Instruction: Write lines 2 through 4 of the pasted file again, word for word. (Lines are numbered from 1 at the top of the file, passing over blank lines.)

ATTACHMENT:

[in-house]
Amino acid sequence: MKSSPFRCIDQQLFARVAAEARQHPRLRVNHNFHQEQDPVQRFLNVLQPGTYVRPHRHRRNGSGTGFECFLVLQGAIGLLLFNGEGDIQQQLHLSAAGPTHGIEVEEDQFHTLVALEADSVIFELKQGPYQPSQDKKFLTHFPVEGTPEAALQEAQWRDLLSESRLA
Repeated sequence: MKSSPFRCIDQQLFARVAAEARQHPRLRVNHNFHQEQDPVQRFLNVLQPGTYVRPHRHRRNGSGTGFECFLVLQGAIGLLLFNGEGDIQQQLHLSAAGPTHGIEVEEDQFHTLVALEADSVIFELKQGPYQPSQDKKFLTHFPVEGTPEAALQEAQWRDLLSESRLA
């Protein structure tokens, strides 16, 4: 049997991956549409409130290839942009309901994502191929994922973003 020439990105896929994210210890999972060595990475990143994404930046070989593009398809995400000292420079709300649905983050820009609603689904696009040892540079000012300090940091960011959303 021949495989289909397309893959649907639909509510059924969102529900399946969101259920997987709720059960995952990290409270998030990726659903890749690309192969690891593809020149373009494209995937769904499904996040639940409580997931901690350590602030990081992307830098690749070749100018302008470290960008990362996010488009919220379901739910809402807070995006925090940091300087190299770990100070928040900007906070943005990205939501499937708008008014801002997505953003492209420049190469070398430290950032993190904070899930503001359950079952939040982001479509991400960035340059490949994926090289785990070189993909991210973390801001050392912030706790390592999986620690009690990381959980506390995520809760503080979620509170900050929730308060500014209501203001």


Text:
Amino acid sequence: MKSSPFRCIDQQLFARVAAEARQHPRLRVNHNFHQEQDPVQRFLNVLQPGTYVRPHRHRRNGSGTGFECFLVLQGAIGLLLFNGEGDIQQQLHLSAAGPTHGIEVEEDQFHTLVALEADSVIFELKQGPYQPSQDKKFLTHFPVEGTPEAALQEAQWRDLLSESRLA
Repeated sequence: MKSSPFRCIDQQLFARVAAEARQHPRLRVNHNFHQEQDPVQRFLNVLQPGTYVRPHRHRRNGSGTGFECFLVLQGAIGLLLFNGEGDIQQQLHLSAAGPTHGIEVEEDQFHTLVALEADSVIFELKQGPYQPSQDKKFLTHFPVEGTPEAALQEAQWRDLLSESRLA
């Protein structure tokens, strides 16, 4: 049997991956549409409130290839942009309901994502191929994922973003 020439990105896929994210210890999972060595990475990143994404930046070989593009398809995400000292420079709300649905983050820009609603689904696009040892540079000012300090940091960011959303 021949495989289909397309893959649907639909509510059924969102529900399946969101259920997987709720059960995952990290409270998030990726659903890749690309192969690891593809020149373009494209995937769904499904996040639940409580997931901690350590602030990081992307830098690749070749100018302008470290960008990362996010488009919220379901739910809402807070995006925090940091300087190299770990100070928040900007906070943005990205939501499937708008008014801002997505953003492209420049190469070398430290950032993190904070899930503001359950079952939040982001479509991400960035340059490949994926090289785990070189993909991210973390801001050392912030706790390592999986620690009690990381959980506390995520809760503080979620509170900050929730308060500014209501203001």